And some of his disciples, including contemporary Christians, undergo similar fates. But what kind of faith, hope, or love do we have if we do not live our lives in thankfulness and obedience to the Lord who went through hell to bring us to himself? And there is blessing at the end. It was costly for Jesus and it may also be costly for his followers.

I find that different Christian denominations and faith streams inform each other’s understanding of God and his Kingdom. In this case, the Anabaptists put it well. The way of peace is a way of life.

 

 

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Lawson field, PC: KSB

Confessions of a formerly racist woman

A busload of college students preparing for summer ministries filed into the open room that evening, abandoning the Midwestern winter air. We were entering a space of lament that MLK weekend. Mostly we sat, stood, or bowed in silence, allowing God to heal us from ways we had been sinned against throughout our lives. We let ourselves grieve.

But as we did this, the Holy Spirit showed me something ugly within myself, a way I had sinned against others. It was disgusting and shameful.

I knew God could and had forgiven me, but that didn’t stop my heart from pounding and burning with a pressure that only comes when the Holy Spirit is compelling me to do something. That night as I kneeled on the carpet, God was telling me to publically confess my sin.

I stood up in the silence, shaking.

The roomful of students preparing to share the Gospel in cities across the US, hostels throughout Europe, and countries in the Global South listened as I confessed my sin aloud. I had failed to understand the Gospel I proclaimed, though I did not realize that yet.

I told them I was harboring racial prejudice.

Though not intentional and not directed towards people I knew personally, because I was able see my friends as full humans, I was prejudiced towards black people. I had internalized the belief that they were less intelligent than me, a white person. I was racist.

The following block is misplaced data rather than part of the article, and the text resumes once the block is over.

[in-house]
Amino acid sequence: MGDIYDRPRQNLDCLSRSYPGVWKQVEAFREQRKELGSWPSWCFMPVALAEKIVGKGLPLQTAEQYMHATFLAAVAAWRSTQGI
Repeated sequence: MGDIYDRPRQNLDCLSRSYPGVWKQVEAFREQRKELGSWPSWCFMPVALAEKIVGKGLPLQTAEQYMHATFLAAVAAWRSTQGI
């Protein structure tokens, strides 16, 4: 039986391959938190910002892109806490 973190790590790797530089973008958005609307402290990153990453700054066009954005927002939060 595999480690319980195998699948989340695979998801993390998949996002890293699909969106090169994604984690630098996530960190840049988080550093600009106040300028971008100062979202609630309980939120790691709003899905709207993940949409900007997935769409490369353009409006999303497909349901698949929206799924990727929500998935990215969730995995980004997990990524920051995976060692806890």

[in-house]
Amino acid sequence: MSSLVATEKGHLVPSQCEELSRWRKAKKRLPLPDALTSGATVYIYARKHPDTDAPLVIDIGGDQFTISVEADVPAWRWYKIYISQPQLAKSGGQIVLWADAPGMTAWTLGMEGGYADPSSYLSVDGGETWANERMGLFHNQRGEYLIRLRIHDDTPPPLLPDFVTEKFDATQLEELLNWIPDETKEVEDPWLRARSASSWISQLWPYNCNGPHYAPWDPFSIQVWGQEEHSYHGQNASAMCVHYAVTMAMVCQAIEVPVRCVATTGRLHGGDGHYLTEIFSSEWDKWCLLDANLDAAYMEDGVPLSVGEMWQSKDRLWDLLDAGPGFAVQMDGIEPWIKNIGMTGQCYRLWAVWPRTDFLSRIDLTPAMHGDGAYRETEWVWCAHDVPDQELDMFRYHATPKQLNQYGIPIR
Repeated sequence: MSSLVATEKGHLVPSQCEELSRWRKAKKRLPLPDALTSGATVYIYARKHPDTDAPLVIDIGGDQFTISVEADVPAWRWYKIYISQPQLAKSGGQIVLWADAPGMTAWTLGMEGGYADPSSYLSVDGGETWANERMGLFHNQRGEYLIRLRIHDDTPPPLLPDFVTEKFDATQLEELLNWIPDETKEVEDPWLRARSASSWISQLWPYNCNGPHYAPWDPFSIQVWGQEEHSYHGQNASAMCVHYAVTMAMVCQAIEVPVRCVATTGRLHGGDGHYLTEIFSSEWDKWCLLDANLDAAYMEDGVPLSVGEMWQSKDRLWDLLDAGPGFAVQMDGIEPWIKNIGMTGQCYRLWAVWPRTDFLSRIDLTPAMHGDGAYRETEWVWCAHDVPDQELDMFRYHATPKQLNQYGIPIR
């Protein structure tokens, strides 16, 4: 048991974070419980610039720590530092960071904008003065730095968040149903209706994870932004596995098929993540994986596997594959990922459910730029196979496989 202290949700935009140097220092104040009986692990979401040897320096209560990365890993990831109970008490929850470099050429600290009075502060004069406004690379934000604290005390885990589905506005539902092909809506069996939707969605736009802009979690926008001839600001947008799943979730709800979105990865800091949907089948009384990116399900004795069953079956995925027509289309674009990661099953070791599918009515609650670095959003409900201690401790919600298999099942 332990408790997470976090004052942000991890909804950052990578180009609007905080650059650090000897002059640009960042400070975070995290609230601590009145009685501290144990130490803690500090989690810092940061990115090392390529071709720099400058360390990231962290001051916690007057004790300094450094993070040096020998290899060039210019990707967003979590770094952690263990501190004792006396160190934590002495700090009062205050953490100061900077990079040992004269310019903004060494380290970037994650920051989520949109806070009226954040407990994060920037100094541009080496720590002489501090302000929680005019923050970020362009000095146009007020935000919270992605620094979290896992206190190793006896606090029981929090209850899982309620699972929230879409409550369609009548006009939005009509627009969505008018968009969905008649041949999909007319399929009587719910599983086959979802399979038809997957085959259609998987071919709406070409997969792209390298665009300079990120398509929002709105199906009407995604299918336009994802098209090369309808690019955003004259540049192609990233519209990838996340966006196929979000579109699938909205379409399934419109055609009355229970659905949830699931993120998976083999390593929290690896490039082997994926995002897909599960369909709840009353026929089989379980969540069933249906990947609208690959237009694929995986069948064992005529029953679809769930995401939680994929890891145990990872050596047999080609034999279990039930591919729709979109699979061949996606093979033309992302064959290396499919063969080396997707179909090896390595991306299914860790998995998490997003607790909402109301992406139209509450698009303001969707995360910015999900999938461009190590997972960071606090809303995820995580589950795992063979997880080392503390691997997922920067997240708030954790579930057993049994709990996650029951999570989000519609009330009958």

Four years ago last night, in the dim room at that retreat center, God turned my life around again. I’d been “born again” at age five, when God rescued me from a life stuck in sin and welcomed me into his Kingdom; baptized at ten, which was a marker in my life though not particularly life-changing; and now God was saving me again from a life of racism.

Instead of rejecting me, my peers listened with respect. Some thanked me. And when I returned to campus a few days later, I jumped into a life pursuing racial conciliation.

Through sociological education, relationships with gracious people of color, the love and conversations of the Office of Multicultural Development, events put on by Solidarity, I began to fight my ignorance and racism in order to love others better.

Where I had once been afraid of protests, I joined campus demonstrations combatting racial injustice. I began to use my writing and social influence to teach other white folks about racism, however subtle, unintentional, “innocent,” systemic, or blatant it may have been.

The focus of my life had shifted completely, all thanks to God. He helped me to love my black brothers and sisters. He saved me from the miry bog of ignorance, prejudice, racism and gave me a new song.

As a white person, I still benefit from the systems of racism in the United States. That means I am still racist in a sense. Moreover, I am still ignorant: I have years of racial understanding and conversation to catch up on, and there are things I may never fully understand because I do not experience them.

But that doesn’t stop me from striving to see things from other people’s perspectives, listen to and believe their experiences, research racial justice in order to share knowledge and support communities of color, and generally live my life in a way that esteems my friends and fellow Americans who are a different race or ethnicity than me – and not out of guilt but out of love and a sense of what is right or just.

I say none of this to glorify myself but to celebrate the way God transformed my life, saving me anew, in the hopes that he might open your eyes as well, if they are closed in the way mine were. I am forever grateful to God for this.

Happy Martin Luther King Jr. Weekend.